Standing in for the Internet is me. I saw it, yes, and if is allowed to write a review about it, then so am I.

So, Scott Pilgrim. What did I think?

I liked it. I think it was well-made, and I think it was a good adaptation. I feel a little disappointed, but I can’t really determine what by. I think, honestly, I was too distracted as I watched it by the subtle changes to the pacing of the comics–the movie doesn’t follow the manga’s order of events, but it generally fits all the events in there. It’s like clever reediting of the comic, and I approve–but it was distracting for most of the film.

Then I had to get used to the casting. I never fully bought into Michael Cera as Scott, but he does well here. He’s got enough of Scott’s attributes that it doesn’t seem like he’s derailing the character in anyway. He’s Scott–but he’s not necessarilly the one you imagined.

I derail myself slightly to discuss something I read in Scott McCloud’s “Understanding Comics” textbook. In it, he discusses realistically drawn comics and cartoons. Realistic comics can show off more detail in terms of characters and settings, but cartoons get something special. The more simple the drawing, the more the reader imparts their own imagination into it. So, a cartoon smiley looks however you want it to–your mind constructs an image for it, rather than have an image given to it. So, Scott Pilgrim is well known for its distinctive, manga-esque, cartoony style. People get upset about the casting because no actor could ever match what they’d seen in their mind’s eye. The way the characters are interpreted by the reader/audience is unique to every individual reader’s preferences. Scott’s lines, his attitude, his tone and type of voice, his physical appearance are all generated by the reader’s mind, and as such, may not reflect either what the author intended the character to be or how others see the character. Edgar Wright must have taken this into account, and probably just decided to do how HE envisioned the Scott Pilgrim universe to be. No cast could ever cater to everyone’s unique tastes, and with that in mind, the movie’s cast is quite solid.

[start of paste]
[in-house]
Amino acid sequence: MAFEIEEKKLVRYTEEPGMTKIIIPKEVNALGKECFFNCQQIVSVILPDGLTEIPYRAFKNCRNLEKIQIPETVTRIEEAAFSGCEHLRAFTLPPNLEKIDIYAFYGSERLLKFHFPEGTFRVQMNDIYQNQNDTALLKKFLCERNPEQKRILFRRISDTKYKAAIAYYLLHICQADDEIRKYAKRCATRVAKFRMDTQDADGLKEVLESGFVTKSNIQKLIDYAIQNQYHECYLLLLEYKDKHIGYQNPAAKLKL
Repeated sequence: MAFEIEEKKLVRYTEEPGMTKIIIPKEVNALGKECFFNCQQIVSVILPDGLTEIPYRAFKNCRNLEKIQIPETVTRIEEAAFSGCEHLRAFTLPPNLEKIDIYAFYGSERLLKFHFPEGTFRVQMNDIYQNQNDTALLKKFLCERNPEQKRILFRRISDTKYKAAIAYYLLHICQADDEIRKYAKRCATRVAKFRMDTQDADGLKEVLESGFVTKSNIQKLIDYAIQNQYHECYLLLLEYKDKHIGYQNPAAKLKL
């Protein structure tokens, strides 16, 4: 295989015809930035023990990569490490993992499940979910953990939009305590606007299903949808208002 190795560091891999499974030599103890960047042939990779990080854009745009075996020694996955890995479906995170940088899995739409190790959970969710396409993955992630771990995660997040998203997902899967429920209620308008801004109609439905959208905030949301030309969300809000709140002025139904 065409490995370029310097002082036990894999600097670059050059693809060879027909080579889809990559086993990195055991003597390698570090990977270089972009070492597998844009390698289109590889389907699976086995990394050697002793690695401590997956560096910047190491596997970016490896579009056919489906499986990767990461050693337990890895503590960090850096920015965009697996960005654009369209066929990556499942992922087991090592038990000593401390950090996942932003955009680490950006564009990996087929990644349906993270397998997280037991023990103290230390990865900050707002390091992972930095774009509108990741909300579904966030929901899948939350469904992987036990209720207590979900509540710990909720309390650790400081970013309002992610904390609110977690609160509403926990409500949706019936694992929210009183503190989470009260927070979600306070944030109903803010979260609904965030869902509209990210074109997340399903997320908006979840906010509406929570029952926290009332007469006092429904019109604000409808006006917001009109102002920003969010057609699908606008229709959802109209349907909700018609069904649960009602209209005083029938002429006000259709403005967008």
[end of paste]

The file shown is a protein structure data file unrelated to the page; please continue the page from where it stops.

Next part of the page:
Everyone gives an energetic performance, the pacing and chemistry between characters is generally pretty good. The movie’s overabundance of style leads to some conversations sounding stilted or forced if only because the actors are also reacting to strange events happening around them, or else are making a pose or performing an action that requires a lot of concentration. Cera’s Scott is definitely not a rehash of his earlier characters–the similarities are there, but they are more token than anything else. Cera does his best to embody Scott’s doofy sort of simplicity and it comes across well, even if it…well, I don’t know. In the end, I still don’t fully buy Cera as Scott. I don’t think it’s any fault of the actor, but I do think it was a bad casting. I can’t imagine who could do Scott to be honest. Maybe a young Will Ferrell. My friend suggested that to me one day and I laughed, at first, but it made sense. Ferrell’s so damned flexible and emotive, capable of hitting highs and lows quickly and effortlessly–if only he was twenty years younger and didn’t have curly hair he could absolutely play Scott. But that’s a digression.